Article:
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- Dissecting Friday the 13th and Other Household Superstitions
Dissecting Friday the 13th and Other Household Superstitions
For centuries, people have viewed Fridays and the number 13 as omens of bad luck. And when the two combine on the calendar, it’s double the trouble.
Of course, I’ve never bought into this idea; after all, I was born on a Friday the 13th (during a full moon at that!) and I think I turned out all right. Still, it’s worth examining the Friday-the-13th legend, along with a few other household superstitions that may interest all you handypeople and homeowners.
Friday has been considered unlucky since at least the 14th century, when Chaucer’s The Canterbury Tales associated the date with bad fortune. Old wives’ tales mark Friday as a day of inauspicious beginnings—some sailors are still reluctant to begin voyages on this weekday. Then there are the religious beliefs: that Jesus was crucified on Friday, the same day of the week Abel was slain by Cain and Adam was urged by Eve to eat the forbidden fruit.
An ancient Norse myth may be responsible for the bad rap the number 13 gets. According to the story, the 13th guest at a dinner party arranged for the blind god of darkness to shoot the god of joy and gladness. Another dinner party of mythical status also featured a troublesome 13th guest—the Last Supper, where the guest was Judas.
According to numerologists, the prejudice against 13 might be due to its relationship with 12—a “complete” number. There are 12 months in a year, 12 zodiac signs, and, according to some, 12 apostles of Jesus. The addition of one, supposedly, throws off the balance of 12. That’s when, in some people’s minds, bad things happen.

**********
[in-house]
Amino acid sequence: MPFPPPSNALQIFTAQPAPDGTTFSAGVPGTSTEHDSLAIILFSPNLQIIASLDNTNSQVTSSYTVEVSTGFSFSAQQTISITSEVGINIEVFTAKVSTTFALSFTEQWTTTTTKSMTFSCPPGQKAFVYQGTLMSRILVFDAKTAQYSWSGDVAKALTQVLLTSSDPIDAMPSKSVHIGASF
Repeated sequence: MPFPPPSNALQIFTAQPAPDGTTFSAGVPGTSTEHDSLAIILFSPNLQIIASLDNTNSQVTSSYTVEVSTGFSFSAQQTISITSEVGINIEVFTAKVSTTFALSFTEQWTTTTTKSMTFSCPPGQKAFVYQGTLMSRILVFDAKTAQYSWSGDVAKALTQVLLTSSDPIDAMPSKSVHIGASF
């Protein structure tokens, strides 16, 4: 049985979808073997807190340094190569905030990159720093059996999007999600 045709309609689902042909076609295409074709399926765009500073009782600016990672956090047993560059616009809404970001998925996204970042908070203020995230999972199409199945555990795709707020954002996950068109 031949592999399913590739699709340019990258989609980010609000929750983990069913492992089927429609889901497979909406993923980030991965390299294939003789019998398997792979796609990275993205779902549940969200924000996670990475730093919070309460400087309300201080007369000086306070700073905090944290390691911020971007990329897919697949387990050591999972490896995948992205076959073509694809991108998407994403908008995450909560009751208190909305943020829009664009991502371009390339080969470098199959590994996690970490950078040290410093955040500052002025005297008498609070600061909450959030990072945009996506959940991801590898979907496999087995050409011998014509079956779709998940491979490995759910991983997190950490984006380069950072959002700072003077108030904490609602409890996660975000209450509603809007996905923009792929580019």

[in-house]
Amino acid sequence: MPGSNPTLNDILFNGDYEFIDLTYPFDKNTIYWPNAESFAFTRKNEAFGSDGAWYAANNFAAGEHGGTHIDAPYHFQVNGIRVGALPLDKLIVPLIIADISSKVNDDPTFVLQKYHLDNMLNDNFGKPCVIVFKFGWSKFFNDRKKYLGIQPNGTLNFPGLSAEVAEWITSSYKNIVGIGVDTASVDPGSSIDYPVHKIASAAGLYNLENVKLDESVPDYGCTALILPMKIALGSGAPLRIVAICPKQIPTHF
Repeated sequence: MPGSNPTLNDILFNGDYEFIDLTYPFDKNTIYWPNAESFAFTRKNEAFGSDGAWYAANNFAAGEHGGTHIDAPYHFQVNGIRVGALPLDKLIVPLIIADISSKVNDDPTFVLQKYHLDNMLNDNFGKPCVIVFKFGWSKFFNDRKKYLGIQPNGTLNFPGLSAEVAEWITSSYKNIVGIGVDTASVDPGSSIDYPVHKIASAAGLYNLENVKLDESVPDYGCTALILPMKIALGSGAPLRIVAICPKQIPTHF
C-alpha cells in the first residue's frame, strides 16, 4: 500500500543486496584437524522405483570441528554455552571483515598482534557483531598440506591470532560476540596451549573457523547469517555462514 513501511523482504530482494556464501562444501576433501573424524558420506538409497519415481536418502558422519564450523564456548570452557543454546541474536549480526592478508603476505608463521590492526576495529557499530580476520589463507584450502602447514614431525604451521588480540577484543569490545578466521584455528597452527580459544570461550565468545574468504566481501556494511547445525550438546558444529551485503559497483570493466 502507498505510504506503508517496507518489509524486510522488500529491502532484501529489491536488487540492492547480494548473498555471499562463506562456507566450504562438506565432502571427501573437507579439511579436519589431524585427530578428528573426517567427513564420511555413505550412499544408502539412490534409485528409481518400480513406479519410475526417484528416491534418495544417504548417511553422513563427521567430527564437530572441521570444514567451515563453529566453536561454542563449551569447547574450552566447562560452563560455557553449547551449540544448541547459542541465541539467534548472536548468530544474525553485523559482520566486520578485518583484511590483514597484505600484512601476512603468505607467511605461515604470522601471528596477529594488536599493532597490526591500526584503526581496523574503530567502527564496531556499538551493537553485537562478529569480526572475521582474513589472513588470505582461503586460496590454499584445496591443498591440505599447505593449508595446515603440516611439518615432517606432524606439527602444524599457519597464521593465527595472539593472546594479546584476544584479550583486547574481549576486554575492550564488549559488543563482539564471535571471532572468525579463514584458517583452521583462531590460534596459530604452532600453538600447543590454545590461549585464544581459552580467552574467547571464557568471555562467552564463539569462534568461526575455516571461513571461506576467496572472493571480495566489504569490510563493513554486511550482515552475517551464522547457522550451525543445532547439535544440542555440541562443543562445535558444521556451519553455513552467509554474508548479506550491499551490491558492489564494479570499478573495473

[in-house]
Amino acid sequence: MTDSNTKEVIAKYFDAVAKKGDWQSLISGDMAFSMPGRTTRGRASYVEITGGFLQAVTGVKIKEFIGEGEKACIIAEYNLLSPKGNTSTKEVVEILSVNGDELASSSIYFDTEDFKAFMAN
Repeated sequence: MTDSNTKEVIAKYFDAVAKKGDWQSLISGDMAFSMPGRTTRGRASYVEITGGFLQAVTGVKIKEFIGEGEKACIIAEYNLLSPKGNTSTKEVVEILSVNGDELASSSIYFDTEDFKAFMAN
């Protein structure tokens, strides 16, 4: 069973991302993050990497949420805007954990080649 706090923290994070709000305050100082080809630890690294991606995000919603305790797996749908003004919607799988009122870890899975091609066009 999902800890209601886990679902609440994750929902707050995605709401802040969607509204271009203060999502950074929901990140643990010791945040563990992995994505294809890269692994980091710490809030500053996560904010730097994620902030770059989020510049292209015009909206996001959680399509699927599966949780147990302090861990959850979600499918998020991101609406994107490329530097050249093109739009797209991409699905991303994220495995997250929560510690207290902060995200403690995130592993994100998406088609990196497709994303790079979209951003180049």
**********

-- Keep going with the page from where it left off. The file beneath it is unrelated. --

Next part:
While many claim they don’t buy into the notion of Friday the 13th being unlucky, it’s obvious many out there would rather be safe than sorry. Numerous high-rises lack a 13th floor, airports skip the 13th gate, and hotels don’t have a Room 13.
But while the bad-luck connotation of Friday the 13th is prevalent today, other superstitions have been forgotten. Before you begin your next project, take a look at this list of omens people used to take quite seriously:
- Carrying a hoe into the house is bad luck. If you do so, undo your mistake by carrying it out again walking backward.
- The space beneath a ladder is Satan’s terrain. If you must walk there, cross your fingers.
- Never pound a nail after sundown, or you risk waking the tree gods.
- If you give a steel blade to a friend, make him or her pay you a penny to avoid cutting the friendship.
- Nail an evergreen branch or horseshoe (points-up) onto new rafters to bring good luck.
- If you give a knife as a housewarming present, that neighbor will become your enemy.
- When first moving into a new house, enter with a loaf of bread and a new broom. Never bring an old broom into the house, or you’ll bring your past in with you.
Just an FYI for all of you DIYers. Best of luck on your future projects—if you buy into that luck stuff, anyway.